Map making is a complex topic. Numerous artists send work hours down the so called "pipeline" to produce an actual map. To make the topic easier to understand it is good to familiarize with the tools needed before actual hard work is being done.
Here we will cover:
- release guidelines
- tools and operations
- endorsed art and alien art
- setup and usage
For streamlined deployment of any new created map, following guidelines are to be obeyed:
The actual release of an map is actually publishing the zipped archive, stripped of any source art, out of performance concern. It is strongly advised not to publish the source *.cry files with the map - they are of non interest to the general player population, hence the longer map download would only hurt the day to day usability of the map.
Sources of the map belong elsewhere - the place for the repository is to be determined yet.
The map folder is to be named preferably without the map release version:
The map archive is to be named by game type, own name and version tag:
The same version is to be used in the XML file in the map folder.
/TODO/ explain the fields in the XML file and where they are used and what for.
So it is obvious to the game server administrator, that a newer (or older) map is in question.
It seems, the map.cry file does not have to be named the same as the map-folder.
So far there are following game types:
TC (terrain control), TSA (Team Solaris arena - test of strength), SA (Solaris arena - all vs all)
And the multiplayer map folders are organized accordingly
Once a map has been finished, and it's layout is fixed and known, the map-loading image is to be defined.
Either do it good(tm) or do it the same - i.e. follow the already existing maps art. The file itself is to be of DDS format and to be placed alongside the XML where it is referred to by an arbitrary name.
It is customary to have an text on top of the screen providing a background story and an graph/text section providing info of the allowed assets (ground, mech, ASF, VTOL). But there are known (and liked!) exceptions to this.
this is an easy tool you can use in order to generate a manifest for the map (filelist.xml). This is used by the map autodownloader so it can check the downloaded map.
How to use it: - Export the map to the directory it's gonna be run from (e.g. Levels/Multiplayer/TC/TC_Foo_V01) - Remove unnecessary files (e.g. cry source file) - Run the tool, click on Browse and select that directory - Click on Generate Manifest, then click on Save Manifest. Just save it in the same path where the map is saved(edited)
The map archive has to be properly referenced in order to land in the right place on auto download.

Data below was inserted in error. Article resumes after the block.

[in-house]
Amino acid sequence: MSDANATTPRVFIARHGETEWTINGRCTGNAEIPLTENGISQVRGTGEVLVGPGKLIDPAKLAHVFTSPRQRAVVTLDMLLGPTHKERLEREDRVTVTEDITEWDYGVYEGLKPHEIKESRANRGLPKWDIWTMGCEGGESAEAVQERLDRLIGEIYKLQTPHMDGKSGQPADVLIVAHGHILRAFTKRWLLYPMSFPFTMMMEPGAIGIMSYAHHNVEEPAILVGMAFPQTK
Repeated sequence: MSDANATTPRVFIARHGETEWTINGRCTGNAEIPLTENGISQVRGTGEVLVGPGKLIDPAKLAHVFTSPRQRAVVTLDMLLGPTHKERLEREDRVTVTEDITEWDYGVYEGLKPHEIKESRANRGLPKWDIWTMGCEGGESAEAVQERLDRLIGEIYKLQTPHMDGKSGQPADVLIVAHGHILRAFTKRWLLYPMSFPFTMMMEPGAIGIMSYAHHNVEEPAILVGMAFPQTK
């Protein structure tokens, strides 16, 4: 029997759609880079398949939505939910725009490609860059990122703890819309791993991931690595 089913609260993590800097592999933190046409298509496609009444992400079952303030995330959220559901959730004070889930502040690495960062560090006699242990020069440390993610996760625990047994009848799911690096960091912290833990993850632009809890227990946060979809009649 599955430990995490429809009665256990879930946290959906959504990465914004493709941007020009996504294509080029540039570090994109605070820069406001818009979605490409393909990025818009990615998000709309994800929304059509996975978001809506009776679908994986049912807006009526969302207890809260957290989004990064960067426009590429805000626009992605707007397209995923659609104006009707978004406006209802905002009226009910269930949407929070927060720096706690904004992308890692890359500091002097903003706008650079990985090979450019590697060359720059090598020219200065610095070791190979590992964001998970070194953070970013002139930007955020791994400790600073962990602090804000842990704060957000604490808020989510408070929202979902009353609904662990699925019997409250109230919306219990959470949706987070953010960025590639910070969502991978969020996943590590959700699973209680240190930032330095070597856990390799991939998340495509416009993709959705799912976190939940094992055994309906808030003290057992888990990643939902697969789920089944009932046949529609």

I do it the following way:
In the, already existing, TC folder (suppose we are making an TC map for the moment) I make an temporary folder called Multiplayer and in it I further put (again) an folder called TC.
This way I have the root of the archive right. Now, in that empty TC folder i copy the whole map source directory (copy not move)
Then i prune and cull all the files i don't need from the copy, and zip up the original folder in place for archiving purposes.
The map is ready to be checked for Version and Manifest and zipped up as follows:
Select the newly created Multiplayer folder and in the context menu choose create archive...
Once presented by the window in the archive name, replace the default multiplayer.zip with the proper file name:
and create the archive. It will have both the Multiplayer and TC folders in it's root containing the map folder in the later.
/TODO/ image of winrar and 7z doing this
--there might be more guidelines to follow--
The CryEngine itself has become an branch of the gaming industry and sort of an milestone. There are some common names for things we encounter and deal with therein. In the Level_Design_Terminology section we list the basics.
Endorsed art, or, assets that exist in the game already. Optimized, tested and familiar objects that work. Compact map download size. Least overtime to map completion. There are many reasons to opt for endorsed art only in an map/level.
Moreover, experienced mappers are already familiar with the quite extensive library of assets in the sandbox2 editor and didn't even had the chance to try all out, let alone dry the ideas of whats possible and at hand.
3. Art Creation
By the sole nature of this mod, it depends of an certain pool of assets that share little in common with the original game.
Inherent to the way of the development of this mod, some of the key assets may still be missing. On some it is being worked on already, others are yet to receive an artist, maybe just You?
Here we will deal with importing assets that are not already in the Game and the Sandbox2 editor. Those that are Alien to the installed files
3. Test Flight